Tribby, 42, had sent a 14-page handwritten letter to U.S. District Judge Liam O’Grady outlining her history of civic involvement and the personal reasons why she decided to start diverting funds from four wealthy customers into her own accounts in 2003. She acknowledged being a heavy drinker, a regular marijuana smoker and a compulsive gambler, as she spent the stolen millions on houses, real estate, luxury and antique vehicles, and trips to Las Vegas.
And though she is married and proclaims herself a devout Christian, Tribby again declared her devotion to boyfriend Scott Whitmore, whom she described as her fiancee in court Friday, and said she hoped to have a child with Whitmore when she emerged from prison.
Tribby worked at Wachovia Bank, and its predecessors, in Purcellville for 25 years. She said in her letter that numerous family members began to suffer from cancer and other serious afflictions beginning in 2001, leading her to the brink of bankruptcy. Wachovia told her she could not declare bankruptcy and still work at the bank. So she came up with another plan.
Tribby targeted four customers and told them she could place their money in “wealth management accounts” that would pay tax-free interest. Tribby’s lawyers said 96 percent of the stolen money came from one customer. Tribby’s letter singled out one of her victims for particular apology, and said she was Tribby’s “prayer partner.”
None of Tribby’s victims was present in court for her sentencing.
Tribby said the money she began embezzling from her clients helped pay for life-saving cancer treatment for her grandfather. But then she want further.
She bought a house in West Virginia for her daughter, who attends college there. She bought land in New York and Arizona. She bought a helicopter and numerous vehicles. She bought Redskins season tickets. She treated herself and her family to trips to Las Vegas and other gambling outings. She purchased exotic animals, such as zebras, peacocks, emus and others, for her family farm in Lovettsville.
Meanwhile, she was creating phony financial statements for her victims, sometimes even sending them interest payments, Assistant U.S. Attorney Jasmine Yoon said, while making at least 35 withdrawals from their true accounts. Wachovia, now Wells Fargo, eventually noticed and tipped authorities. Wells Fargo has repaid the victims, defense attorneys said.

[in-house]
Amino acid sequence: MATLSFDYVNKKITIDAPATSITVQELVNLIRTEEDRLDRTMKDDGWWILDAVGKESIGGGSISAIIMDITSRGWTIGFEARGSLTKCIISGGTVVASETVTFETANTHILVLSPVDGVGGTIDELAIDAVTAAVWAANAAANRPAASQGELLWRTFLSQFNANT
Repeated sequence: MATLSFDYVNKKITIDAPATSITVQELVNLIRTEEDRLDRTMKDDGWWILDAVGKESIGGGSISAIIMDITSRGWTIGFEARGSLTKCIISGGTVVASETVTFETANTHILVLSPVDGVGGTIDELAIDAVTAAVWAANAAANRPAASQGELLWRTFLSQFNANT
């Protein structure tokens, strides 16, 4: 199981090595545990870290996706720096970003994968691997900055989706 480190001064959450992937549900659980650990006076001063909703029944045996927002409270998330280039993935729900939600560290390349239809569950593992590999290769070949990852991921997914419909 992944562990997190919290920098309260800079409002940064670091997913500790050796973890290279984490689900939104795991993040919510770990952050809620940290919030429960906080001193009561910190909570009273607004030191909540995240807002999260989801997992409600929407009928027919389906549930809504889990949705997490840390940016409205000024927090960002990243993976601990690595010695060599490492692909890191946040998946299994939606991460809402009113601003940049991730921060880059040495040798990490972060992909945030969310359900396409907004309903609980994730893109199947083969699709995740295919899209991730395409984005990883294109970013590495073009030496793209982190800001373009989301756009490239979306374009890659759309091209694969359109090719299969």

Tribby was arrested in January as she and Whitmore returned from a trip to Arizona and Las Vegas. She had $30,000 cash in her carry-on bag. Authorities seized her assets and found $5.7 million in her accounts, and Yoon said Tribby attempted to transfer $50,000 to her mother from an unfrozen account while Tribby was in jail.
Tribby’s attorneys argued that the federal sentencing guideline range of 97 to 121 months was too harsh, and that the numbers for white-collar fraud had been unfairly ratcheted up by Congress in recent years. They asked O’Grady for a term of 70 months.
“I stand before you today, your honor,” a tearful Tribby said, “with deep regrets and serious apologies to my victims for breaking God’s commanded law. I pray today He speaks to your heart not just about my crime.
“I truly believed I was doing it for all the right reasons,” she said, but “I allowed my addictions to cloud my mind. I accept full responsibility.” She agreed with her attorneys’ analysis that the sentence for a financial crime was too high, and implored the judge, “Please show me today that you know the value of human life is more important than money. . . . I beg for your mercy and understanding.”
O’Grady said, “I give you full credit for the reason why you were motivated to begin stealing from your clients.” But he noted that she had a salary of $100,000 at Wachovia, and “instead of ending this at some stage . . . you chose to obtain actual things for yourself.”
The judge also noted that Tribby appeared to be preparing for her arrest, but instead of returning her purloined millions, she wrote $1.8 million in checks to pay future bills and mortgages.
Turning to the sentence, O’Grady said he was “looking at what you did before the crime, which is significant,” including heading her daughter’s parent-teacher organization at school and other civic activities. “I give you credit for your motivation. . . . A lengthy period of incarceration is necessary.”
The judge then said, “I don’t think a guidelines sentence is necessary.” He departed from the guidelines with a sentence of 84 months, and ordered her to make full restitution of $14,169,878 to Wells Fargo. He imposed no fine. And he recommended to the federal Bureau of Prisons that she be housed in the women’s prison in West Virginia so she could be close to her family.
With time off for good behavior, she will be eligible for release in about six years.